Life Moves Pretty Fast by Hadley Freeman
Simon & Schuster: 6/14/16
eBook review copy; 352 pages
Life Moves Pretty Fast: The Lessons We Learned from Eighties Movies (and Why We Don't Learn Them from Movies Anymore)
by Hadley Freeman is a very highly recommended look at
selected movies from the 1980s. Freeman writes, "I wanted to write about
why the Fun Eighties Movies... are also Good
Eighties Movies." She does an exemplary job of accomplishing that goal.
This is one of those books that you can read straight through or just
jump to the chapters/movies that interest you.
Chapters include: Dirty Dancing (1987), The Princess Bride (1987),
in Pink (1986), When Harry Met Sally (1989), Ghostbusters (1984),
Ferris Bueller’s Day Off (1986),
Steel Magnolias (1989), Baby Boom (1987), Back to the Future (1985),
Batman (1989), and Eddie Murphy’s
Eighties Movies. The discussion is not limited to these movies as
Freeman examines many other movies made in each chapter. In-between
chapters are fun list like: Top Ten Best Power Ballads on an Eighties
Movie Soundtrack; Top Ten Fashion Moments; Top Five British Bad Guys;
Top Five Montages; Top Ten Best Love Songs on an Eighties Movie
Soundtrack; Top Ten Best Rock Songs on an Eighties Movie Soundtrack; Top
Ten Weirdest Songs; and top ten quotes from several eighties movies.
She also rates the Batman movies from best to worst. The book includes
footnotes and a list of notes from each chapter.
While some readers may not agree with Freeman's analysis of the movies
she discusses, I found her examination and corresponding critical
thoughts and opinions interesting. Even if I disagreed, I found her
points engaging. Let me make it clear, however, that I was an adult in
the 1980's, a young adult in the early 80's, but certainly older than
the target audience at the time for, say, The Breakfast Club, so I
watched these movies as an adult with an adult's sensibilities. I'm not
going to discuss every move in the book, but I will a few of them.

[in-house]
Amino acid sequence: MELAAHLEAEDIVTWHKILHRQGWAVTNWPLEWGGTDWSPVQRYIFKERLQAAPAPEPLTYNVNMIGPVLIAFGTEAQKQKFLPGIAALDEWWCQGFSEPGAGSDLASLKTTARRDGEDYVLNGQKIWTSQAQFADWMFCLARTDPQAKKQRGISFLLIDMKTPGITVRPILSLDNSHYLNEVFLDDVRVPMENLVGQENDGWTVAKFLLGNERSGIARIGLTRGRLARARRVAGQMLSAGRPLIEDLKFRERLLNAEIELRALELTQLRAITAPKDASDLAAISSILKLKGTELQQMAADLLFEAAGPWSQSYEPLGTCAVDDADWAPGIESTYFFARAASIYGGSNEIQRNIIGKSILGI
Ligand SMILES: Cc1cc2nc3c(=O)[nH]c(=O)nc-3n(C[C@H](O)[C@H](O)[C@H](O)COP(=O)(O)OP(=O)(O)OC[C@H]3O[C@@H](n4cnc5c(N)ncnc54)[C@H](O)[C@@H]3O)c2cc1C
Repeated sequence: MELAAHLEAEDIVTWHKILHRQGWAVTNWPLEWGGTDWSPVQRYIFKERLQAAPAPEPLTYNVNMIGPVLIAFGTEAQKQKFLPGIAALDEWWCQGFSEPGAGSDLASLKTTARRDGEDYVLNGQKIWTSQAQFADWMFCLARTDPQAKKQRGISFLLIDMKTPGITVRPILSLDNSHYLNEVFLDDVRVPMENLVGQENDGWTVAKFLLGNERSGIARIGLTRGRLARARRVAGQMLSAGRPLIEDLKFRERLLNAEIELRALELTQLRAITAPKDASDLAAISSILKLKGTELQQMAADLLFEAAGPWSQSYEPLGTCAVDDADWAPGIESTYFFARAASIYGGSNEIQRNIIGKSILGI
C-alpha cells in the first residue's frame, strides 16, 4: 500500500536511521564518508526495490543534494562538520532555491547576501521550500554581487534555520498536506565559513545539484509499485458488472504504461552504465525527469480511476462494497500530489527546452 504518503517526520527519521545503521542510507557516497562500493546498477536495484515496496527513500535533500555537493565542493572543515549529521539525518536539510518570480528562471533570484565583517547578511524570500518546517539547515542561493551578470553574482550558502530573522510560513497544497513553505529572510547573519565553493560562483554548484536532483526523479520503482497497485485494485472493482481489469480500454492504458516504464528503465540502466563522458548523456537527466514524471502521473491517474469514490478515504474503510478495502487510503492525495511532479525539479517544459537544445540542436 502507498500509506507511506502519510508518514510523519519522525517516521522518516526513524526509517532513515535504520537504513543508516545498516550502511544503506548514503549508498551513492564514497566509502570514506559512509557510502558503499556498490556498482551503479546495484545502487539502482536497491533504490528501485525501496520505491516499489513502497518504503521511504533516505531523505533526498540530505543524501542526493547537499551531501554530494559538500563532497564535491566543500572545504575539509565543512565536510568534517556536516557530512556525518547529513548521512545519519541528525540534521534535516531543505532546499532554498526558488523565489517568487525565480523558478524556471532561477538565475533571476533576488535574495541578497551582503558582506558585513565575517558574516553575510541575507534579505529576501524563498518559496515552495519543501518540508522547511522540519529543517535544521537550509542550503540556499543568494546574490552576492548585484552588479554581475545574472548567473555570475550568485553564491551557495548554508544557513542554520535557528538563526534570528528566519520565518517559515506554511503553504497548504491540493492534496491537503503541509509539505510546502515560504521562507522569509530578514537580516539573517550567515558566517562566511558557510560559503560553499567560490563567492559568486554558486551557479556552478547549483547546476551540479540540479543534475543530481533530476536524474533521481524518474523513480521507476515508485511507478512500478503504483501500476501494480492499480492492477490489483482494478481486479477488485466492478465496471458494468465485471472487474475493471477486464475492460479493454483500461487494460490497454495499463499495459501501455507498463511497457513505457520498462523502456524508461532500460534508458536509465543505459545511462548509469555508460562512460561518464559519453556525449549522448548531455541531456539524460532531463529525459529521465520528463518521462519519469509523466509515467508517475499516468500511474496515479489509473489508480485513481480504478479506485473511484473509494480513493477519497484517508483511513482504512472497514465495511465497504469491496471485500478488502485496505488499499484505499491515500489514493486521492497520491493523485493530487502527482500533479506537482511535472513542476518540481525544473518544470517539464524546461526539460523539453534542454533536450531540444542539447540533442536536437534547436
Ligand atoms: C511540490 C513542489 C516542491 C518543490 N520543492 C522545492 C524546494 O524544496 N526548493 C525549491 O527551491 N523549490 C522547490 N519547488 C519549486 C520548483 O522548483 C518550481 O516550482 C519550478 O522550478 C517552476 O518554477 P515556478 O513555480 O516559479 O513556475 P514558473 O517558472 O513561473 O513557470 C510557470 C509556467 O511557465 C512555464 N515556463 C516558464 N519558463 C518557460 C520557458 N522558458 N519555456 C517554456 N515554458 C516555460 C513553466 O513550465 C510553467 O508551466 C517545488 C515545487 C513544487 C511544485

I would agree that Dirty
Dancing is "one of the great feminist
films of all time" due to the realistic manner it covered the subject
matter in the plot that did not involve dancing. I always had a problem
with Grease (1978). It was a fun movie with a good soundtrack, but I
never liked the message that the girls had to change to attract the
guys. It's a bad message to give young girls that continues on today.
As Freeman notes, ".... in the vast majority of eighties teen films,
girls are celebrated for
being their own gauche, unique selves, and this is a common theme in
almost all eighties teen movies for all teenagers..." which is a much
better message than you have to change to get the guy.
The Princess Bride is a good movie and it stands to test of time (with
the exception of the video game in the beginning). I agreed with Freeman
that it is funny, exciting, scary, silly, and sweet with a plot for
kids and dialogue for adults. "But the
reason it has endured is that it is such a warm film, one without
cynicism or calculation, and a film as lovely as this one could only
have been born out of love itself - all kinds of love."
John Hughes films are an eighties staple and that he "made the 1980s the
golden age of
teen films because he realized that the trick to making good films about
teenagers was to take them as seriously as they take themselves." "Teen
films were about deep emotions, and deep emotions were reserved for his
teenage characters alone." Teens always think their emotions are more
real than anything anyone else has ever experienced, and Hughes managed
to capture this. Plus, in Pretty in Pink, Andie learns never to change
herself for anyone. (I was on team Duckie though, and thought Blane was a
jerk, pretty, but still a jerk. It was interesting that in
the original ending of the film Andie does end up with Duckie.)
Ferris Bueller’s Day Off, another Hughes film, is still a movie adored
by plenty of people. It makes sense that it represents an exaggerated
fantasy about what their teenage years should have been like. It
"presents a nerd’s idealized view of teenage
life: sanitized, safe, and sweet, in which you are universally adored
for being your own weird self and can do whatever you damn well want."
Freeman loves another classic 80's movie, Ghostbusters, more than I do; I
will concede it was
entertaining but I didn't feel that it depicted how a man should be as
Freeman does. (Okay, I laughed about that point.)
I still love Steel Magnolias. It is a wonderful women's movie with a
strong and talented female cast. I also agree with Freeman that it's a
movie that likely wouldn't be made today, with women existing as humans
in their own right, strong and independent, and not as an accessory or
idealized or fighting over a man. This is a movie with so many great
quotes it's the one I would pick for that right. (“I’m not crazy, M’Lynn - I’ve just been in a very bad mood for forty years.”) Freeman also gives a nod to Terms of Endearment (1983) and Beaches (1988).
Finally, it was interesting that in Back to the Future, "Marty takes the
role of what’s known in story theory as 'the mysterious stranger.' He
comes out of nowhere and helps the characters sort out their lives. It’s
a construct that’s been used in countless westerns." Additionally it
proved that it was alright to include parents as part of the story.
My advanced reading copy was courtesy
of the publisher for review